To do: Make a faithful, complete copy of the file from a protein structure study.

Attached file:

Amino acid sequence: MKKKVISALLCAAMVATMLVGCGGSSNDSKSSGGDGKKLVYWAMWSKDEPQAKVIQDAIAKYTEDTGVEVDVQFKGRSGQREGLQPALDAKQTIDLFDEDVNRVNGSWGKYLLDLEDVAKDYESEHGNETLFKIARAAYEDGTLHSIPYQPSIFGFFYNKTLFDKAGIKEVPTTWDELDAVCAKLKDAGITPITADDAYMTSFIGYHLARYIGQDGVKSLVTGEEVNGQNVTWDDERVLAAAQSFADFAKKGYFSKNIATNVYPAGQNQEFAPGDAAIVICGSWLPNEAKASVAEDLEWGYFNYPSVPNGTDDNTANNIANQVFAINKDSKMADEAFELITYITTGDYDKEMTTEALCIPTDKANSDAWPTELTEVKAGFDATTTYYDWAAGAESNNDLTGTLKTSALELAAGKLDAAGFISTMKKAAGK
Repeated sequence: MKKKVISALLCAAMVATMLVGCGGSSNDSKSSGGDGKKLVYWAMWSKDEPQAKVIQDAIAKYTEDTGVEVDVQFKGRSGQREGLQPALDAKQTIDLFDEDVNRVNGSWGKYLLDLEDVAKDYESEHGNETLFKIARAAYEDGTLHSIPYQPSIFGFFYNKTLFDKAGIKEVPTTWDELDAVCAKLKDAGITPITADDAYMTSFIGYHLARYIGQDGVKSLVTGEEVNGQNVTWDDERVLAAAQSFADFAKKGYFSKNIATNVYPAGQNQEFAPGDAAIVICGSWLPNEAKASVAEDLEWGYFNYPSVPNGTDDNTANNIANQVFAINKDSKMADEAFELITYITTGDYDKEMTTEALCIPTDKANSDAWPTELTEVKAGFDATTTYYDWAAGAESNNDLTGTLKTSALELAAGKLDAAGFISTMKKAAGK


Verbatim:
Amino acid sequence: MKKKVISALLCAAMVATMLVGCGGSSNDSKSSGGDGKKLVYWAMWSKDEPQAKVIQDAIAKYTEDTGVEVDVQFKGRSGQREGLQPALDAKQTIDLFDEDVNRVNGSWGKYLLDLEDVAKDYESEHGNETLFKIARAAYEDGTLHSIPYQPSIFGFFYNKTLFDKAGIKEVPTTWDELDAVCAKLKDAGITPITADDAYMTSFIGYHLARYIGQDGVKSLVTGEEVNGQNVTWDDERVLAAAQSFADFAKKGYFSKNIATNVYPAGQNQEFAPGDAAIVICGSWLPNEAKASVAEDLEWGYFNYPSVPNGTDDNTANNIANQVFAINKDSKMADEAFELITYITTGDYDKEMTTEALCIPTDKANSDAWPTELTEVKAGFDATTTYYDWAAGAESNNDLTGTLKTSALELAAGKLDAAGFISTMKKAAGK
Repeated sequence: MKKKVISALLCAAMVATMLVGCGGSSNDSKSSGGDGKKLVYWAMWSKDEPQAKVIQDAIAKYTEDTGVEVDVQFKGRSGQREGLQPALDAKQTIDLFDEDVNRVNGSWGKYLLDLEDVAKDYESEHGNETLFKIARAAYEDGTLHSIPYQPSIFGFFYNKTLFDKAGIKEVPTTWDELDAVCAKLKDAGITPITADDAYMTSFIGYHLARYIGQDGVKSLVTGEEVNGQNVTWDDERVLAAAQSFADFAKKGYFSKNIATNVYPAGQNQEFAPGDAAIVICGSWLPNEAKASVAEDLEWGYFNYPSVPNGTDDNTANNIANQVFAINKDSKMADEAFELITYITTGDYDKEMTTEALCIPTDKANSDAWPTELTEVKAGFDATTTYYDWAAGAESNNDLTGTLKTSALELAAGKLDAAGFISTMKKAAGK